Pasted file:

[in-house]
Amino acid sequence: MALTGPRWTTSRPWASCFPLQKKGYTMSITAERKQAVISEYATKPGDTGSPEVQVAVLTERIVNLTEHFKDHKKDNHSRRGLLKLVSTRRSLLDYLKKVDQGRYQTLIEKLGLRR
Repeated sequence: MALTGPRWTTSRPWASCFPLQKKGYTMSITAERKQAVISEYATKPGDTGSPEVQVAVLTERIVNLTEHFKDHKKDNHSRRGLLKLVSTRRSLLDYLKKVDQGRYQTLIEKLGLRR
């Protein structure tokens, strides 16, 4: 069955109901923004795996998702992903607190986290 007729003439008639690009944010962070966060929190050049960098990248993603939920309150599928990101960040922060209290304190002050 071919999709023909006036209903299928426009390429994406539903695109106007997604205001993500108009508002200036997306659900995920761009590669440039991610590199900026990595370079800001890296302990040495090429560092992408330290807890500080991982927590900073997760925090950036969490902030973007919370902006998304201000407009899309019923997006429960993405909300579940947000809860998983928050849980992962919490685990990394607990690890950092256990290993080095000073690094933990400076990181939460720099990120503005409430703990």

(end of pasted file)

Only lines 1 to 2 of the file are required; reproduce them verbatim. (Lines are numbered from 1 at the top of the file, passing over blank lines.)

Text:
[in-house]
Amino acid sequence: MALTGPRWTTSRPWASCFPLQKKGYTMSITAERKQAVISEYATKPGDTGSPEVQVAVLTERIVNLTEHFKDHKKDNHSRRGLLKLVSTRRSLLDYLKKVDQGRYQTLIEKLGLRR